The adventures of Dr. Nathan Wolfe, one of the new generation of epidemiology stars in academia, were recently featured in the New York Times. (Read the full October 20, 2008 article, Deep in the Rain Forest, Stalking the Next Pandemic, from the New York Times.) Wolfe travels to tropical climes looking for ways to prevent pandemics from starting.
On the same day the article appeared, Wolfe's Global Viral Forecasting Initiative (GVFI) received $11 million from Google's philanthropic arm and from the Skoll Foundation to continue the work.
During a recent visit to Fogarty offices before giving an NIH-wide lecture, he credited the Center with launching his career by having given him a six-year International Research Scientist Development Award (IRSDA) and the prestigious NIH Director's Pioneer Award.
"Nathan is a perfect example of how Fogarty's small seed money helped a young scientist flourish and leverage an initial grant into more than $20 million from other sources," said Fogarty Director Dr. Roger I. Glass.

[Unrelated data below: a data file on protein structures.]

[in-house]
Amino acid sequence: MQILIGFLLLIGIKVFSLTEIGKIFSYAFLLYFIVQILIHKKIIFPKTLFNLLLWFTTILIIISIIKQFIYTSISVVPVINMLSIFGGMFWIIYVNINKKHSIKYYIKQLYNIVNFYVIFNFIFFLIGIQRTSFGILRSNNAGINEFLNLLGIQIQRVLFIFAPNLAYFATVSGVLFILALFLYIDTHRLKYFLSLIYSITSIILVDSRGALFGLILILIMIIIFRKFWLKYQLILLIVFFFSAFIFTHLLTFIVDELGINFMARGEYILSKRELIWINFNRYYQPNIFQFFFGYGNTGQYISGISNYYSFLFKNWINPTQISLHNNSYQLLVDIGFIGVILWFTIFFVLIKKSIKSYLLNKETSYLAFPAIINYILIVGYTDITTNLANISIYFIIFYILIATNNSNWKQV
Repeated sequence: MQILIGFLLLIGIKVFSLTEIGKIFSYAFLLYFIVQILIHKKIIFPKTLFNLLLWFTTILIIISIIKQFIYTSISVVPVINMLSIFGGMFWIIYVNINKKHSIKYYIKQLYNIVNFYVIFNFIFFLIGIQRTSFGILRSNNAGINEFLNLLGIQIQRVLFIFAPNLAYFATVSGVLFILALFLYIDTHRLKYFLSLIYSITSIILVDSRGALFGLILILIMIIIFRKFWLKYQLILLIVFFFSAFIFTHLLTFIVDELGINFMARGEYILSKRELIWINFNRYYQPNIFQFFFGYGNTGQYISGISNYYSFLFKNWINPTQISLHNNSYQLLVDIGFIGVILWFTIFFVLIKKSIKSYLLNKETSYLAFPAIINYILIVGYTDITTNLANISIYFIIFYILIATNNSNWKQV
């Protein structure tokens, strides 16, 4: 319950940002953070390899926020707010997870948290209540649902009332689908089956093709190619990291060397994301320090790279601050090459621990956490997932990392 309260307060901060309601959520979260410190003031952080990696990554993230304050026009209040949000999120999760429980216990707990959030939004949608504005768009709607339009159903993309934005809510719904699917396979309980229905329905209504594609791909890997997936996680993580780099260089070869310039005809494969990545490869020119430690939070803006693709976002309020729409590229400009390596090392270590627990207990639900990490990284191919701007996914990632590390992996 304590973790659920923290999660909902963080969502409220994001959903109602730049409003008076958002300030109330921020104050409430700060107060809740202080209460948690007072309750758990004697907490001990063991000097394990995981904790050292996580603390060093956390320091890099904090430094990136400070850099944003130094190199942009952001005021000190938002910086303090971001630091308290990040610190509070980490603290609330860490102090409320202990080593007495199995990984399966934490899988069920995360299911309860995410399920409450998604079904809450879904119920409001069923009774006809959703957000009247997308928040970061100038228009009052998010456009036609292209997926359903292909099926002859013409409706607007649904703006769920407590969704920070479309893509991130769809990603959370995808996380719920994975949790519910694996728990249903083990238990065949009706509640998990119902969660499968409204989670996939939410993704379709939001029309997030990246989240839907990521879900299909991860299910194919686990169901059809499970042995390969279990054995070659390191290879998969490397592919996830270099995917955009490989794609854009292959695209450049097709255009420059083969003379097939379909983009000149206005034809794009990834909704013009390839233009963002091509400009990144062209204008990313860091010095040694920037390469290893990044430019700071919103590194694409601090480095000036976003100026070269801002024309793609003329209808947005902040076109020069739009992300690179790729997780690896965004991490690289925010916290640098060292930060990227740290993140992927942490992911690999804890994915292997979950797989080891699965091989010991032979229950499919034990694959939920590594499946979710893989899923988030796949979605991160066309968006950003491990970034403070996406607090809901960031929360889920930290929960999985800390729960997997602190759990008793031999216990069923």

"Most epidemiologists agree - and worry - that the world is overdue for another dangerous flu pandemic," says Dr. Larry Brilliant, Executive Director of Google.org. "The cutting-edge work of Nathan Wolfe and his network of public health stars may be one of the world's best bets to prevent the next pandemic."
Wolfe holds the Lorry I. Lokey Visiting Professorship in Human Biology at Stanford University. He received his bachelor's degree from Stanford in 1993 and his doctorate in Immunology and Infectious Diseases from Harvard in 1998.
Through collaborative studies in Cameroon, China, Democratic Republic of Congo, Lao PDR, Madagascar, and Malaysia, GVFI tracks emergent pandemics to their source, working to provide potentially vital months or years of advanced warning before the next HIV or SARS emerges on the global stage.